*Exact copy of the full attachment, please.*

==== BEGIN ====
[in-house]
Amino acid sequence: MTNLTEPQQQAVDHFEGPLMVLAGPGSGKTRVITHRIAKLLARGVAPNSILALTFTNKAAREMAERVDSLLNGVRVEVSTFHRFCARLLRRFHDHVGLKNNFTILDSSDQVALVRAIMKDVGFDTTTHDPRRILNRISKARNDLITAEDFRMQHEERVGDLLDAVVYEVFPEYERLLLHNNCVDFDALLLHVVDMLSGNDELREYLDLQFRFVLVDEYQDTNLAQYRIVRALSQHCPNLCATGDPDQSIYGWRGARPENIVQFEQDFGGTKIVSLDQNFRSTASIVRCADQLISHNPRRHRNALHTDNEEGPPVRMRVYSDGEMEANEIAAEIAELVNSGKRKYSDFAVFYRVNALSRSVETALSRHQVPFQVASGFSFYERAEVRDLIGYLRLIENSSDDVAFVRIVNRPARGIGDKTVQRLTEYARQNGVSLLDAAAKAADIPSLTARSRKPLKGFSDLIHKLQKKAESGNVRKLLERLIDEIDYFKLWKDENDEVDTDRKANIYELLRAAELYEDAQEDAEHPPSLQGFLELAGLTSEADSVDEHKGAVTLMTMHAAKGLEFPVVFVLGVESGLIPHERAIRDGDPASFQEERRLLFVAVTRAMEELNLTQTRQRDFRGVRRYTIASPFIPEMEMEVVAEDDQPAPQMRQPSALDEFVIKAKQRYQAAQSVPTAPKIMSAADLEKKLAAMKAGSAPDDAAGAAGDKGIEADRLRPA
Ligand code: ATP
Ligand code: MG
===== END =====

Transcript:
[in-house]
Amino acid sequence: MTNLTEPQQQAVDHFEGPLMVLAGPGSGKTRVITHRIAKLLARGVAPNSILALTFTNKAAREMAERVDSLLNGVRVEVSTFHRFCARLLRRFHDHVGLKNNFTILDSSDQVALVRAIMKDVGFDTTTHDPRRILNRISKARNDLITAEDFRMQHEERVGDLLDAVVYEVFPEYERLLLHNNCVDFDALLLHVVDMLSGNDELREYLDLQFRFVLVDEYQDTNLAQYRIVRALSQHCPNLCATGDPDQSIYGWRGARPENIVQFEQDFGGTKIVSLDQNFRSTASIVRCADQLISHNPRRHRNALHTDNEEGPPVRMRVYSDGEMEANEIAAEIAELVNSGKRKYSDFAVFYRVNALSRSVETALSRHQVPFQVASGFSFYERAEVRDLIGYLRLIENSSDDVAFVRIVNRPARGIGDKTVQRLTEYARQNGVSLLDAAAKAADIPSLTARSRKPLKGFSDLIHKLQKKAESGNVRKLLERLIDEIDYFKLWKDENDEVDTDRKANIYELLRAAELYEDAQEDAEHPPSLQGFLELAGLTSEADSVDEHKGAVTLMTMHAAKGLEFPVVFVLGVESGLIPHERAIRDGDPASFQEERRLLFVAVTRAMEELNLTQTRQRDFRGVRRYTIASPFIPEMEMEVVAEDDQPAPQMRQPSALDEFVIKAKQRYQAAQSVPTAPKIMSAADLEKKLAAMKAGSAPDDAAGAAGDKGIEADRLRPA
Ligand code: ATP
Ligand code: MG